Former DA associate no longer Vinton municipal judge
EL PASO, Texas (KTEP News) - The Village of Vinton Council allowed Municipal Judge Roger Rodriguez’s appointment to expire in December, parting ways with the private attorney who former DA Yvonne Rosales called a “legal advisor.”
Rodriguez, who held the position for 14 years, appeared at the village’s Jan. 17 council meetingand asked to be given the opportunity “to continue to serve this community.” Vinton is a town of about 2,700 people in Northwest El Paso County.
His appearance during the public comment portion of the meeting could be the first time Rodriguez talked publicly about his relationship with Rosales and his role with families of people killed in a 2019 mass shooting. He made claims to the council that have been contradicted by repeated court testimony in 2022.
Rodriguez told the council he was a victim of misinformation and at one point appeared to compare his plight to the persecution suffered by Jesus Christ.
He said there were “a lot of lies flying around, a lot of fake news” about him. He said he had wanted to call a press conference.
“I was asked by some of the agencies based out of Washington, D.C., and they said ‘sir, please don’t.’”
Rodriguez did not name the agencies.
He also told the council he filed two federal complaints and three state complaints but did not provide details.
In his comments before the council, Rodriguez said he had not worked for Rosales, who resigned in December as she faced a petition to remove her from office. Records from courts and state agencies show that Rodriguez has represented Rosales in legal proceedings, and a former prosecutor under Rosales described him as her “legal advisor” while testifying under oath at a September hearing.
“I’m not here to defend the district attorney, the former district attorney. That’s not my job. Why was I brought into this? People were mistakenly believing that I was her personal attorney. I was not,” Rodriguez said. “I was never an employee and never connected to the Walmart case.”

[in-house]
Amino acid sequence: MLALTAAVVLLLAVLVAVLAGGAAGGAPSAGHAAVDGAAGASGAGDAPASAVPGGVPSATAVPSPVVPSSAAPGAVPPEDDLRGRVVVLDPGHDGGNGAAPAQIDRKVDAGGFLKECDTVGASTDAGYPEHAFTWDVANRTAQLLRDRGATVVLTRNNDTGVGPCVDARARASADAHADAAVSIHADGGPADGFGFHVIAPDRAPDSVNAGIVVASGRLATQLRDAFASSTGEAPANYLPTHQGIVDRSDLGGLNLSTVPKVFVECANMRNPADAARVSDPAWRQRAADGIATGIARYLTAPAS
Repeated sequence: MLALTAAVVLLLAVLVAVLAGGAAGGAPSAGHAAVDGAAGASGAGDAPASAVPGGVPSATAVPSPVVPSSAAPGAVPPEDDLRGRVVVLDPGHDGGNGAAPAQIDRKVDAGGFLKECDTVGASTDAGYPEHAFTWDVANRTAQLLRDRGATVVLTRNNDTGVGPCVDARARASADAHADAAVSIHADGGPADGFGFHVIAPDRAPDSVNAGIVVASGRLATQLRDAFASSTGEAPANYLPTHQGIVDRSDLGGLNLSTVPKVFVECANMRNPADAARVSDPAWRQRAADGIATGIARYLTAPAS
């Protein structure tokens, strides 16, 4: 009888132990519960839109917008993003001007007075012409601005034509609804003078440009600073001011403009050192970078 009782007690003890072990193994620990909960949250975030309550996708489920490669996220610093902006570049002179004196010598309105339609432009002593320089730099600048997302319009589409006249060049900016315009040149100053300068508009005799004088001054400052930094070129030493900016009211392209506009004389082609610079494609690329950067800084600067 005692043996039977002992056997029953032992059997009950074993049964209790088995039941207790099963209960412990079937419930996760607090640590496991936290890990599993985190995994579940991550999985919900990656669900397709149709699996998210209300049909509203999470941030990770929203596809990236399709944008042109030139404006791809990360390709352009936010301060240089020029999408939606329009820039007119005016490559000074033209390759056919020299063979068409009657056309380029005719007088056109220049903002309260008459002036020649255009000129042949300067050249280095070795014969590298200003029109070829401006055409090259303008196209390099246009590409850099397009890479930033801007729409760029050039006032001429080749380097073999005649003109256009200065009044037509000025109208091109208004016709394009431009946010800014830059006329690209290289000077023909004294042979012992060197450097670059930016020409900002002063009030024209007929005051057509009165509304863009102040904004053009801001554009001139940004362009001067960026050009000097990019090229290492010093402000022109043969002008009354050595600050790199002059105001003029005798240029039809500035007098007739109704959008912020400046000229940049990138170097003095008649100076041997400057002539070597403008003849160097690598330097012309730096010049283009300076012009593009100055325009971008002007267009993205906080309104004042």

Relatives of Alexander Hoffmann, a man killed in the Walmart attack, accused Rodriguez of harassing and threatening them. Alexander Hoffmann’s son, Thomas, testified under oath in court about the alleged threats and said Rodriguez told the family he was working on behalf of the DA’s office.
Court records show that Thomas Hoffmann recorded conversations with Rodriguez in which the municipal judge falsely claimed that he might be appointed to preside over the trial of the man accused in the mass shooting that killed 23 people.
Rodriguez told the council that experts had found that 40% of the recordings had been altered, but he provided no evidence to support the claim. At a hearing last fall, a witness hired by the District Attorney’s Office before Rosales’ resignation said he found some flaws in the recordings, but the judge ruled his testimony inadmissible.
Rodriguez did not tell the council that he, alongside Rosales, spoke to the families of the Walmart victims after a July court hearing. Numerous witnesses have testified in court proceedings that Rosales allowed him to attend the meeting with several families.
In his plea to the Vinton Village Council, Rodriguez talked about the persecution of Jesus Christ “with lies” and said his situation was similar.
“I have never spoken anything but the truth,” he said.
Rodriguez spoke for a second time during the Jan. 17 meeting, just prior to the council voting on an agenda item to begin the search for a new municipal judge.
“I want to confirm my interest in continuing to serve this community,” Rodriguez said. “This would be my 15th year to serve and it has always been an honor.”
Four council members then voted to proceed with soliciting a request for quotes to search for candidates. One council member, Santos Lucero, abstained.
The council had voted unanimously at their Dec. 6 meeting not to retain Rodriguez as the municipal judge, a position that primarily hears traffic cases.
Andrea Carrillo, Vinton’s administrator, confirmed to KTEP News the municipal judge position is vacant.
This story was jointly produced by KTEP News and El Paso Matters.